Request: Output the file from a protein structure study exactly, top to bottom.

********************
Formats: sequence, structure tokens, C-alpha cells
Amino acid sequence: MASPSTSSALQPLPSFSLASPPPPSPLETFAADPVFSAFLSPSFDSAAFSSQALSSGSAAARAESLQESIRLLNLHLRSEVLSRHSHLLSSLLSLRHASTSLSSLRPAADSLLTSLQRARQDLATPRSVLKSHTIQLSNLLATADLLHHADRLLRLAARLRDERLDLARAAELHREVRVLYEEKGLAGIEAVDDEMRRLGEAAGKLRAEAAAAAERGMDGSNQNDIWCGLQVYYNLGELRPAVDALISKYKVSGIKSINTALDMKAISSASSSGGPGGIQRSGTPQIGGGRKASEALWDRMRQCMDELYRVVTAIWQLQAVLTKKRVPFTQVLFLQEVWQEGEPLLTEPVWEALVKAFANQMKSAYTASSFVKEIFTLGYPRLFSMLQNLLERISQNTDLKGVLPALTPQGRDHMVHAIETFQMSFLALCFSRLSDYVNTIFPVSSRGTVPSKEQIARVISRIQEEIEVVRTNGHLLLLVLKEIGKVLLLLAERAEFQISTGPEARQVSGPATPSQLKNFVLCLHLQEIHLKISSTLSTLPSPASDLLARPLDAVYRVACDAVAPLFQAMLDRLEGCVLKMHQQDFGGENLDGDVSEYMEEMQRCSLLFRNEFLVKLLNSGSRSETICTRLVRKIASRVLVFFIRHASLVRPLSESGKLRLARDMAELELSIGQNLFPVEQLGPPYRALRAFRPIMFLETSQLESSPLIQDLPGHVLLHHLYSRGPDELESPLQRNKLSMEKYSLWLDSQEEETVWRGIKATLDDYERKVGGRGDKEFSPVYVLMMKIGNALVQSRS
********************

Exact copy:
Formats: sequence, structure tokens, C-alpha cells
Amino acid sequence: MASPSTSSALQPLPSFSLASPPPPSPLETFAADPVFSAFLSPSFDSAAFSSQALSSGSAAARAESLQESIRLLNLHLRSEVLSRHSHLLSSLLSLRHASTSLSSLRPAADSLLTSLQRARQDLATPRSVLKSHTIQLSNLLATADLLHHADRLLRLAARLRDERLDLARAAELHREVRVLYEEKGLAGIEAVDDEMRRLGEAAGKLRAEAAAAAERGMDGSNQNDIWCGLQVYYNLGELRPAVDALISKYKVSGIKSINTALDMKAISSASSSGGPGGIQRSGTPQIGGGRKASEALWDRMRQCMDELYRVVTAIWQLQAVLTKKRVPFTQVLFLQEVWQEGEPLLTEPVWEALVKAFANQMKSAYTASSFVKEIFTLGYPRLFSMLQNLLERISQNTDLKGVLPALTPQGRDHMVHAIETFQMSFLALCFSRLSDYVNTIFPVSSRGTVPSKEQIARVISRIQEEIEVVRTNGHLLLLVLKEIGKVLLLLAERAEFQISTGPEARQVSGPATPSQLKNFVLCLHLQEIHLKISSTLSTLPSPASDLLARPLDAVYRVACDAVAPLFQAMLDRLEGCVLKMHQQDFGGENLDGDVSEYMEEMQRCSLLFRNEFLVKLLNSGSRSETICTRLVRKIASRVLVFFIRHASLVRPLSESGKLRLARDMAELELSIGQNLFPVEQLGPPYRALRAFRPIMFLETSQLESSPLIQDLPGHVLLHHLYSRGPDELESPLQRNKLSMEKYSLWLDSQEEETVWRGIKATLDDYERKVGGRGDKEFSPVYVLMMKIGNALVQSRS